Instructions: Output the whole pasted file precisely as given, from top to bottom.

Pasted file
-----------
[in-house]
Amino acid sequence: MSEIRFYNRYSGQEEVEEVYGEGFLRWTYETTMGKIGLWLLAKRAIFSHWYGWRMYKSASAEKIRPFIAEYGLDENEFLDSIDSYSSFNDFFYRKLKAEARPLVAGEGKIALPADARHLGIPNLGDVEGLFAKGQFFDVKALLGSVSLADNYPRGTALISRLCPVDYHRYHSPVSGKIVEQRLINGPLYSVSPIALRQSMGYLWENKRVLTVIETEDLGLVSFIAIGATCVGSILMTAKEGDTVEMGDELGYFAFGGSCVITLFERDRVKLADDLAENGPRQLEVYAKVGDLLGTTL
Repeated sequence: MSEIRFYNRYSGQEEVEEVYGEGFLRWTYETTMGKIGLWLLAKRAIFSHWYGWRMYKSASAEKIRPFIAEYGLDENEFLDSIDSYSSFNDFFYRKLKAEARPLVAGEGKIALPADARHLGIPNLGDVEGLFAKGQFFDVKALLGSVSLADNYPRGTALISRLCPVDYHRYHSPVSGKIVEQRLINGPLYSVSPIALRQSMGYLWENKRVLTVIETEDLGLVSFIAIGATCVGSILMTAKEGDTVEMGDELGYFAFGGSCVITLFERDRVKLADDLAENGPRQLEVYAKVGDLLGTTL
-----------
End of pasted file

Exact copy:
[in-house]
Amino acid sequence: MSEIRFYNRYSGQEEVEEVYGEGFLRWTYETTMGKIGLWLLAKRAIFSHWYGWRMYKSASAEKIRPFIAEYGLDENEFLDSIDSYSSFNDFFYRKLKAEARPLVAGEGKIALPADARHLGIPNLGDVEGLFAKGQFFDVKALLGSVSLADNYPRGTALISRLCPVDYHRYHSPVSGKIVEQRLINGPLYSVSPIALRQSMGYLWENKRVLTVIETEDLGLVSFIAIGATCVGSILMTAKEGDTVEMGDELGYFAFGGSCVITLFERDRVKLADDLAENGPRQLEVYAKVGDLLGTTL
Repeated sequence: MSEIRFYNRYSGQEEVEEVYGEGFLRWTYETTMGKIGLWLLAKRAIFSHWYGWRMYKSASAEKIRPFIAEYGLDENEFLDSIDSYSSFNDFFYRKLKAEARPLVAGEGKIALPADARHLGIPNLGDVEGLFAKGQFFDVKALLGSVSLADNYPRGTALISRLCPVDYHRYHSPVSGKIVEQRLINGPLYSVSPIALRQSMGYLWENKRVLTVIETEDLGLVSFIAIGATCVGSILMTAKEGDTVEMGDELGYFAFGGSCVITLFERDRVKLADDLAENGPRQLEVYAKVGDLLGTTL